The most helpful conversation I've had
Employment lawyer Anna Fletcher called the Society’s Helpline when, after seven years of experiencing symptoms, she was diagnosed with punctate inner choroidopathy (PIC).
She had been struggling to find support and had even been told by her employer's, then private health provider, that there was no treatment and that she would go blind. This was completely at odds with the medical advice she had received, but nevertheless upsetting to hear.
Anna was directed to the Society’s Helpline, where she was put in touch with the free counselling service. For the first time since losing her sight Anna was able to think positively about the future.
She said: “I was devastated. I spoke to someone from the counselling service and it’s really hard to describe how it made me feel. It was the most helpful conversation I had had outside a clinical environment. It was a really pivotal moment for me and made me feel like it was going to be OK. I would adapt and learn to get on with it, which is pretty much what I have done.”
She added: “I decided that I just didn't have any choice. I had a new baby, a family and a job I loved, so I just had to get on with it.”
Anna first experienced symptoms of PIC in 1997 when vision in her left eye became distorted. It wasn’t until she started losing sight in her right eye, seven years later, she was finally given a diagnosis.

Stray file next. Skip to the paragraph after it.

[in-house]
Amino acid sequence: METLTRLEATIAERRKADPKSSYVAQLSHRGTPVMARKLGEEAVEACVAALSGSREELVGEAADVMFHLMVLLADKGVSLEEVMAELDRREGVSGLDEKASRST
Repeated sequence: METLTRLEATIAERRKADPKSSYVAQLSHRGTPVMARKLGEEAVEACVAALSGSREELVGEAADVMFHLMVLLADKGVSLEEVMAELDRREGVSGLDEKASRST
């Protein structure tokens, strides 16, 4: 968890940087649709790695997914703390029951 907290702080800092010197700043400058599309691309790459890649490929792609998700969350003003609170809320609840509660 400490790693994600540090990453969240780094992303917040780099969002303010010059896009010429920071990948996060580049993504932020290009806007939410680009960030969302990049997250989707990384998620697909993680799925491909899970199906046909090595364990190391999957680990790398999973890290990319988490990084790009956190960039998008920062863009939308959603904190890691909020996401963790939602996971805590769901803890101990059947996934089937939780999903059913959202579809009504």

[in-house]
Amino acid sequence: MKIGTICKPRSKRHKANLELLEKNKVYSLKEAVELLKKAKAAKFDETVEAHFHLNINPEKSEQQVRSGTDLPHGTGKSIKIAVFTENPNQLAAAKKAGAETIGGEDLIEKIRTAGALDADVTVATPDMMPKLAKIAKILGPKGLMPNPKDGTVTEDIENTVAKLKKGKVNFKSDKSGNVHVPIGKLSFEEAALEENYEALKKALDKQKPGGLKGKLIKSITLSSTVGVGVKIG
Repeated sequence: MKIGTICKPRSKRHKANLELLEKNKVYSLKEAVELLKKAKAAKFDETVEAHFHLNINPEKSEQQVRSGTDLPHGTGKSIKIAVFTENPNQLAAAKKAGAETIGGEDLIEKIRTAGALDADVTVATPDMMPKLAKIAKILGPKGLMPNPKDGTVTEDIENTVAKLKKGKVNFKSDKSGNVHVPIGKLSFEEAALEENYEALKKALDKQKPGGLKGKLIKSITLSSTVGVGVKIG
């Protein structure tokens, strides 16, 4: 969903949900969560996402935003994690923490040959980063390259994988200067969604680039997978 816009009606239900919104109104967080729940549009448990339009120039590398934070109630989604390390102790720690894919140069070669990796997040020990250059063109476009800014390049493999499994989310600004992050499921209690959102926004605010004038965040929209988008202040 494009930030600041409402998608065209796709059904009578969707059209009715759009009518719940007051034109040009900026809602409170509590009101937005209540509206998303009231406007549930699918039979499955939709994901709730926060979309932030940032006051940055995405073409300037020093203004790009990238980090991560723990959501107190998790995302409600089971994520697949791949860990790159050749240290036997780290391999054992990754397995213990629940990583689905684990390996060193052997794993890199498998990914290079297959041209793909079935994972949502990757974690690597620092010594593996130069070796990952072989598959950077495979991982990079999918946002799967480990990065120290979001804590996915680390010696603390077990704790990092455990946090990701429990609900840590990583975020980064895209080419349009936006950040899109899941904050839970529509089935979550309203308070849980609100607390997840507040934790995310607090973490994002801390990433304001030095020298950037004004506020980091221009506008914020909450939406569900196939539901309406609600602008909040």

She said: “I just got used to operating with one eye. But when I was on maternity leave I started experiencing the same symptoms in my right eye and I knew there was a big issue.”
Anna, aged 48, works for global firm Gowling WLG. The firm and her colleagues have always been incredibly supportive of her condition. She said her clients, who are often HR professionals, are very understanding.
Anna is heavily involved in supporting the firm's disability network and encourages people to talk about their issues.
She said: "One of the things I remember being advised by my first Access to Work adviser was that things can go wrong in the workplace because people stop, or perhaps never start, talking to one another."
Anna added: “It's important for employers to focus on what someone can do and how they can keep that person in work, rather than seeing a condition as a problem."
Through Anna, Gowlings has kindly provided pro bono legal support to the Society to help to further the work of the Society’s call to increase the level of research funding into macular degeneration.